I believe this. Power hates a vacuum, and the kids have taken up the whip.

  229. Max wrote:

    I wouldn’t go that far, but it is sad that these non-Calvinist SBC leaders during the Conservative Resurgence did not do enough to prevent it from merging into a Calvinist Resurgence, which precipitated the YRRs and their subordination of female believers

    I red a book a couple of years ago written by someone who had been a reporter with the SBC and Houston Chronicle. It deals a lot with SBC politics and personalities, including the Conservative Resurgence. I won't give e the whole book away with my biased reviews and turn this into a runaway post, but I feel strongly that the politics of power climate established the precedent and climate for what's happening now. The mechanisms and techniques employed with the takeover are the same ones being employed by the YRR crowd. It is my opinion that Al Mohler is the bridge between these two movements. Let me be clear that I am talking primarily about the battle that occurred and how it was waged. The book is by a guy named Louis Moore, unrelated to Russell, and is called "Witness to the Truth".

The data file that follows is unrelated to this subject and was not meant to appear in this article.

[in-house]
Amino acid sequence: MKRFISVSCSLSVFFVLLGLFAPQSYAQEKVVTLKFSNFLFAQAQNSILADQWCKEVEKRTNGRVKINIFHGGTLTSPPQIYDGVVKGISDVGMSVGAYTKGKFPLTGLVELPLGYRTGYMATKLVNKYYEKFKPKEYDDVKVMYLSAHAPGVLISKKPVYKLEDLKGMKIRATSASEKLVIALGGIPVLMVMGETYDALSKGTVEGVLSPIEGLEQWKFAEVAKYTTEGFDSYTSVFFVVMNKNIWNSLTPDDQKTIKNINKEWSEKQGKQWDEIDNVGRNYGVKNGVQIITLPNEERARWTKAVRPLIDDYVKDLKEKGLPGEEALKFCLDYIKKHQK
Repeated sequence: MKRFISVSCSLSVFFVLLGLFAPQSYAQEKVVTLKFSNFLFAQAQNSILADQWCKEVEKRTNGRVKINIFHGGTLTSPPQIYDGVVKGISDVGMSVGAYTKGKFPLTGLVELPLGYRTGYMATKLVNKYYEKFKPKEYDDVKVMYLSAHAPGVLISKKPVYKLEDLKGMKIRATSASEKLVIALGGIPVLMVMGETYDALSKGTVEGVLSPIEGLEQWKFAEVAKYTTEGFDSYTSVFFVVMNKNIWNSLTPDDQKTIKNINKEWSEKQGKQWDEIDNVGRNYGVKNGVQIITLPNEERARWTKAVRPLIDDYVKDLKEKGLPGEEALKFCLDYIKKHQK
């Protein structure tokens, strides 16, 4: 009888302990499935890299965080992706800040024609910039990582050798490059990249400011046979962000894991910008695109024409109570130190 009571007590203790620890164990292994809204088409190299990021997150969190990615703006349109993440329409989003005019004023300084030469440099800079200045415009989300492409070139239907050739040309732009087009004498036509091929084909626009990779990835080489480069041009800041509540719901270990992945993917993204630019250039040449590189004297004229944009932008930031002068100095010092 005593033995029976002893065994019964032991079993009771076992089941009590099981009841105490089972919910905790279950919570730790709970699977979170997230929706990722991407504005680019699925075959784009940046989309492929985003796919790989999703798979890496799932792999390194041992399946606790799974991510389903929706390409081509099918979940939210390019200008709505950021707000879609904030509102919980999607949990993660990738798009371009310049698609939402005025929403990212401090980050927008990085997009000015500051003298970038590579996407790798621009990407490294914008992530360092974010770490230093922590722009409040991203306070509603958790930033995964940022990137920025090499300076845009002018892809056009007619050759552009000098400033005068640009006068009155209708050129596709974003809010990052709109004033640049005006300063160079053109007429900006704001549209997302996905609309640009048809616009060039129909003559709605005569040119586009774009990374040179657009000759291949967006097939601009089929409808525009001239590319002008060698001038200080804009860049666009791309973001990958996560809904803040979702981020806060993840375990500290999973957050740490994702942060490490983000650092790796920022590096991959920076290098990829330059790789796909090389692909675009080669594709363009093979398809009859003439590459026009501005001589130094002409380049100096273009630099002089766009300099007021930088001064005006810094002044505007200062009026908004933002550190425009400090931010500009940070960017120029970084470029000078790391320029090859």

230. scott hendrixson wrote:

    I feel strongly that the politics of power climate established the precedent and climate for what’s happening now. The mechanisms and techniques employed with the takeover are the same ones being employed by the YRR crowd. It is my opinion that Al Mohler is the bridge between these two movements.

    Agreed. Mohler learned how to play the power game through his association with leaders of the Conservative Resurgence … using the seminaries to change the message, planting key leaders to accomplish a theo-political agenda, etc. Those non-Calvinist CR leaders might not agree with his theology, but they can’t argue about his takeover methods since they used them, too!